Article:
Smith returned to Europe and began working on a novel and a series of stories for children. While vacationing in Switzerland in 1908 Smith met the English novelist Arnold Bennett, and he took an interest in her writing. Rather than flatter her with praise, Bennett offered honest assessments of weaknesses and strengths in her work and identified the unique value of her writings about Afrikaner life. Of this encounter she wrote in "Why and How I Became an Author," "The 'damning' of my novel brought me an astonishing sense of relief, and established my faith in the critic's judgment as no praise would have done. …I began to work, with a clearer purpose, for this self-appointed master."
The Little Karoo
Smith returned to Oudtshoorn for a year and worked on a new set of stories set in a region called the Little Karoo. Among these was "The Sisters," published in the New Statesman in 1915, and her first significant success, "The Pain," published by John Middleton Murry in the Adelphi. These stories and others, including "The Sinners," "The Miller," and "Ludovitje," were later collected in the volume The Little Karoo, which initially drew attention for documenting a passing era in a little-known colonial region. Bennett supplied an introduction for the volume in which he characterized his protégé's writing as a "strange, austere, tender and ruthless talent."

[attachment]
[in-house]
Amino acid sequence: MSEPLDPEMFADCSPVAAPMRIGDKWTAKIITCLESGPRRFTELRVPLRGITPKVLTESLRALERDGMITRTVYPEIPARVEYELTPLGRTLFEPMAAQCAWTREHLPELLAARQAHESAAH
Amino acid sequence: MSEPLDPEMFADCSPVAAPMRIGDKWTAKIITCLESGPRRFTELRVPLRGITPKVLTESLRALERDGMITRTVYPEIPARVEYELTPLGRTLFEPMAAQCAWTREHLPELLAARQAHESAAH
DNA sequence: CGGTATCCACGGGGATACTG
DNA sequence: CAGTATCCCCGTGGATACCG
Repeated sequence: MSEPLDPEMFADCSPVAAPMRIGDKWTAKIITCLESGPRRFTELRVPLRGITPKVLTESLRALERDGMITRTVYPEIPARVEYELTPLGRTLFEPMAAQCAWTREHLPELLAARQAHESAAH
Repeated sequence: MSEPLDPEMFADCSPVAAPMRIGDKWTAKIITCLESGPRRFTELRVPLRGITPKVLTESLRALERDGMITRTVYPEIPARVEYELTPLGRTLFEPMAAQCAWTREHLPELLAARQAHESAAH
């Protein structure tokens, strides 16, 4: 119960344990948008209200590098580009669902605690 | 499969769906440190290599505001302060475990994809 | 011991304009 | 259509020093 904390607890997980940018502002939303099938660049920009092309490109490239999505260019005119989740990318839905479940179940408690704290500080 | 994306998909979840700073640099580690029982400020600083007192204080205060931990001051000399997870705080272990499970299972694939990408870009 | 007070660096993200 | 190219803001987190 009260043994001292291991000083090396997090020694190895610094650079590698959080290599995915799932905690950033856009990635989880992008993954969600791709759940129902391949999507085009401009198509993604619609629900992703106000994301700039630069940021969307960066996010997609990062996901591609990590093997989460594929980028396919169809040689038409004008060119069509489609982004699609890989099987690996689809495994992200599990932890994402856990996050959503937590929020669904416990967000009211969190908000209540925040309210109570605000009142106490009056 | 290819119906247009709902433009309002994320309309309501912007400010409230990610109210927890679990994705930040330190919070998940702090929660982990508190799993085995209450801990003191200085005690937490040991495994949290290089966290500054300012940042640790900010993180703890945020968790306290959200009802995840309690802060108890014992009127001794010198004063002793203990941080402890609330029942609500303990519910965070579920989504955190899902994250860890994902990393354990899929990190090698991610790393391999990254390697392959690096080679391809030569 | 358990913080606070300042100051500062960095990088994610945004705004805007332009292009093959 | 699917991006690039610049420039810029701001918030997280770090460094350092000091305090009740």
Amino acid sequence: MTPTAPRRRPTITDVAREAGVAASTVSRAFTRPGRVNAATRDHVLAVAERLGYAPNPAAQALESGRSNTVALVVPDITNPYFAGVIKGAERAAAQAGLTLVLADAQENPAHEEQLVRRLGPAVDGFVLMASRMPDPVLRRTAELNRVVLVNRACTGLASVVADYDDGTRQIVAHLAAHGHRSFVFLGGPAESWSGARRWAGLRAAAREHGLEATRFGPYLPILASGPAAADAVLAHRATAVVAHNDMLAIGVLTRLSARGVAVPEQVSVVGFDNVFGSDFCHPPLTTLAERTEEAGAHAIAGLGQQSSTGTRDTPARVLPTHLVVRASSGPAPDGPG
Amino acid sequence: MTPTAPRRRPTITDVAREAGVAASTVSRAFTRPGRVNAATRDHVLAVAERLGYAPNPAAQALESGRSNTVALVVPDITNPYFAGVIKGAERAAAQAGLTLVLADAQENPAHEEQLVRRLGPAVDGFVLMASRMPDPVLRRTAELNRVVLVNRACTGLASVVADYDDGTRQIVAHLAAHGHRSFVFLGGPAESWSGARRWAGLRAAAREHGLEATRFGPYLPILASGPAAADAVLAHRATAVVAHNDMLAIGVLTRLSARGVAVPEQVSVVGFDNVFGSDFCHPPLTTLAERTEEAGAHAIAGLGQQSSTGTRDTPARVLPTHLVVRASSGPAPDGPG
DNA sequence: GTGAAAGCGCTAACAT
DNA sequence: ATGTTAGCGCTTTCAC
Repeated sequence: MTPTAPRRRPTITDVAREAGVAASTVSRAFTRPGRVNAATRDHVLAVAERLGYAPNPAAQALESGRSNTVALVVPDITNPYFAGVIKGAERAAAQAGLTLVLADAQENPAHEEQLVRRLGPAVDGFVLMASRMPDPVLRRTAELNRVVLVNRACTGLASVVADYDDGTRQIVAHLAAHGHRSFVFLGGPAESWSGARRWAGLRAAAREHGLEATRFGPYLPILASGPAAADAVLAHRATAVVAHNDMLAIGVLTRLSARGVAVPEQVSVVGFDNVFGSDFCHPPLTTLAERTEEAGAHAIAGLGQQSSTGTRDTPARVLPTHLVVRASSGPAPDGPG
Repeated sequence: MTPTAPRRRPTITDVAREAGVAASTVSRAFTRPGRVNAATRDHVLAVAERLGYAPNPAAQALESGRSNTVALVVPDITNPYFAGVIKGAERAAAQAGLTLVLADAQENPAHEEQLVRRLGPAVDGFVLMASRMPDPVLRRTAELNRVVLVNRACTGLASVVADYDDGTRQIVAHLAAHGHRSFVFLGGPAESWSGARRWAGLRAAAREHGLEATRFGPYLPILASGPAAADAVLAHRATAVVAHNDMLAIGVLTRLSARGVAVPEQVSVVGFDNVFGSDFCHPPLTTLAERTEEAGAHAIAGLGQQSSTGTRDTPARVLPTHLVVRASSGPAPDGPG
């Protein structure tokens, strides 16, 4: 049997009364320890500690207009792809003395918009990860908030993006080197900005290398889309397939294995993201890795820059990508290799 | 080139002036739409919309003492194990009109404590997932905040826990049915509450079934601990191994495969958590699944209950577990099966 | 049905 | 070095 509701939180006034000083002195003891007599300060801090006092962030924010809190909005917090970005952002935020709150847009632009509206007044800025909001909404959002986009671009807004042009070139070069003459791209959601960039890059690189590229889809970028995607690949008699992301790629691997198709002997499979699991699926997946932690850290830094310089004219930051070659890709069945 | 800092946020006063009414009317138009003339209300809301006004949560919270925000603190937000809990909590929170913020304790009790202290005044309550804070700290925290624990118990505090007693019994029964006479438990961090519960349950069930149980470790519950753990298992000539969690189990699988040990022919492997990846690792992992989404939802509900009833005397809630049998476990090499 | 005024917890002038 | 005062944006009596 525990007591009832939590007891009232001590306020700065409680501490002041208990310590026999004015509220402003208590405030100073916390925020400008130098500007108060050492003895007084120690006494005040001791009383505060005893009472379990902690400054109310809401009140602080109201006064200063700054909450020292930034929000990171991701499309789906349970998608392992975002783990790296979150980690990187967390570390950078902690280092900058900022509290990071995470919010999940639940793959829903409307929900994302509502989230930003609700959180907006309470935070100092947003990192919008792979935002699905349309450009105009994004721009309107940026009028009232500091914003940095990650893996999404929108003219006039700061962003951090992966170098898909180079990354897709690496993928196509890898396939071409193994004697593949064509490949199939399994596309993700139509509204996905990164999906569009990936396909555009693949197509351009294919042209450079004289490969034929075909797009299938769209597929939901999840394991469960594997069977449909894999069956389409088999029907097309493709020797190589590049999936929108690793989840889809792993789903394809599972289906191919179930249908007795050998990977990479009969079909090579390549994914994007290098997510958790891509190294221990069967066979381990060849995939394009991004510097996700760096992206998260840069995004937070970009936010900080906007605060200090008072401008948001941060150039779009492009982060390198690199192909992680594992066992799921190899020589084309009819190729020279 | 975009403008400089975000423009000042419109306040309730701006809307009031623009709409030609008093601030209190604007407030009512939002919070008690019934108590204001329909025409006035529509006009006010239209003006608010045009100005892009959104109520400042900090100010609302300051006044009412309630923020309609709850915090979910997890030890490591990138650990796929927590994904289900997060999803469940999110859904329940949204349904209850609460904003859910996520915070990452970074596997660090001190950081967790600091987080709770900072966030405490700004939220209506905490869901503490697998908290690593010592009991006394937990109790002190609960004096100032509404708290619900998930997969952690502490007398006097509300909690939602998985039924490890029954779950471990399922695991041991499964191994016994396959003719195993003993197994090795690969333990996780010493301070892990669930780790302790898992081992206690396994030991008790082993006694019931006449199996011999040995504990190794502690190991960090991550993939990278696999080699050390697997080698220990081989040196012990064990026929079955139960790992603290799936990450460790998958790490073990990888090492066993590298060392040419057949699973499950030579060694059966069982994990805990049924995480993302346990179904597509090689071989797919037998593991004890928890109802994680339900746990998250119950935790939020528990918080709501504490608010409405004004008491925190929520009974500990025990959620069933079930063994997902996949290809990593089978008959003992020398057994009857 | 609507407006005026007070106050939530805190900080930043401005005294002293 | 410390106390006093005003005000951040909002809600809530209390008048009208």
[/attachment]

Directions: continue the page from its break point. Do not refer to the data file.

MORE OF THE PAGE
Among the best-known stories in The Little Karoo is "The Pain," a portrait of aging bywoners, or sharecroppers. In the story, an elderly couple—tenant farmers whose rustic, isolated existence has consisted of working relentlessly for their simplest needs—are thrust into the world of modern medicine in a regional hospital and cannot endure the pain of being separated by the regulations of the institution. Commenting on "The Pain," a contemporary review in the Cape Times, reprinted in Twentieth-Century Literary Criticism, asserted, "No lovelier tale of old age has ever been written, and it reveals at once the chief secret of the writer's power. She has a rare gift of insight."
Other stories in The Little Karoo treat themes of isolation, loss, injustice, oppression, suffering, and religious obsession, presenting an unrelenting tragic picture of life. In "The Miller," the title character waits too long to offer a gesture of tenderness to the wife he has treated cruelly, dying in her arms unable to articulate his remorse and repentance. In "The Schoolmaster," the teacher's stifled emotion, stemming from his desire for a female student, Engela, erupts during a drive with his pupils, when he wildly assaults the cart mules that will not cross a stream and gouges out their eyes. He leaves and later is found drowned in the same stream. "The Sisters" chronicles the dealings of two rival farmers, one of whom is driven to madness by his desire to extend his property. In his blind desire to acquire water rights from his neighbor, Burgert de Jager offers his daughter Marta to Jan Redlinghuis, who owns the land de Jager wants. Marta's sister, Sukey, is rebuked by Redlinghuis when she offers herself in place of her delicate sister. Eventually, Marta is humiliated by Redlinghuis who treats her as property, and she dies, with Sukey left trying to comprehend the situation in terms of the Christian meaning of sin and redemption.